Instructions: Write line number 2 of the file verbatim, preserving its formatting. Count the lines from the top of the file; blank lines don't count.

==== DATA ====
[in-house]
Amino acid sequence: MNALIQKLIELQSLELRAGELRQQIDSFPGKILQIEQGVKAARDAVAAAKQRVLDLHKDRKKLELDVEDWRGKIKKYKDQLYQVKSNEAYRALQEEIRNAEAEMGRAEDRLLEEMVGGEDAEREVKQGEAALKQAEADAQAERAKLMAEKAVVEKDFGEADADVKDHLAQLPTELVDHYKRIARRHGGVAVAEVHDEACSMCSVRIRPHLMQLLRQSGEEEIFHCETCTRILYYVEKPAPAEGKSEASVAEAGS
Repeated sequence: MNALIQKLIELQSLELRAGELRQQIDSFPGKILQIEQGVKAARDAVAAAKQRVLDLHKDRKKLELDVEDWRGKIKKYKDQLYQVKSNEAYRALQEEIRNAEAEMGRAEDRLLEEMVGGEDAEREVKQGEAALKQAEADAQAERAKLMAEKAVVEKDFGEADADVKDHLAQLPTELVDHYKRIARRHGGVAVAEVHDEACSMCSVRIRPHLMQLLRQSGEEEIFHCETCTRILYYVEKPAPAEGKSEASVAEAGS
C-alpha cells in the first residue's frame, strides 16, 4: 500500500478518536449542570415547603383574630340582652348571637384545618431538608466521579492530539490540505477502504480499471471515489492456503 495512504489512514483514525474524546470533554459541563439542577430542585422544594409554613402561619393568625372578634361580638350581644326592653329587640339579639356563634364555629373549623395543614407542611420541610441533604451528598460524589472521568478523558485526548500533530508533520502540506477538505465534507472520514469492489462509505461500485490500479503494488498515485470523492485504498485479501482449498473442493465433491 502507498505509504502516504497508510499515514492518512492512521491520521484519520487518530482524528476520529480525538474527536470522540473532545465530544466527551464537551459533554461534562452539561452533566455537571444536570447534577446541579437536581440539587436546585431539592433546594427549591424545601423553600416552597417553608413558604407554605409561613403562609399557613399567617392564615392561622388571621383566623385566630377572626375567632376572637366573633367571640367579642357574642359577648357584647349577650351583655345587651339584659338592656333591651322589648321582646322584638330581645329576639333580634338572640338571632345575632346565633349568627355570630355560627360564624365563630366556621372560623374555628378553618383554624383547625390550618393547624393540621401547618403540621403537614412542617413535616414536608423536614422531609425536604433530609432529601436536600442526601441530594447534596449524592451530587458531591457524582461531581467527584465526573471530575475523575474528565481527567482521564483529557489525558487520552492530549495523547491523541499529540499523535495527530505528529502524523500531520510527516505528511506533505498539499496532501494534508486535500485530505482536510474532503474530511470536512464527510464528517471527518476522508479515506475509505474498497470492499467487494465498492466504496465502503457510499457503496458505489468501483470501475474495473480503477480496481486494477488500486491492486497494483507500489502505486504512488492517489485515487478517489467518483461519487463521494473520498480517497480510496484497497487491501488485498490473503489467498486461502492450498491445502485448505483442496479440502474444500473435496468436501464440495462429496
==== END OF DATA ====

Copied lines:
Amino acid sequence: MNALIQKLIELQSLELRAGELRQQIDSFPGKILQIEQGVKAARDAVAAAKQRVLDLHKDRKKLELDVEDWRGKIKKYKDQLYQVKSNEAYRALQEEIRNAEAEMGRAEDRLLEEMVGGEDAEREVKQGEAALKQAEADAQAERAKLMAEKAVVEKDFGEADADVKDHLAQLPTELVDHYKRIARRHGGVAVAEVHDEACSMCSVRIRPHLMQLLRQSGEEEIFHCETCTRILYYVEKPAPAEGKSEASVAEAGS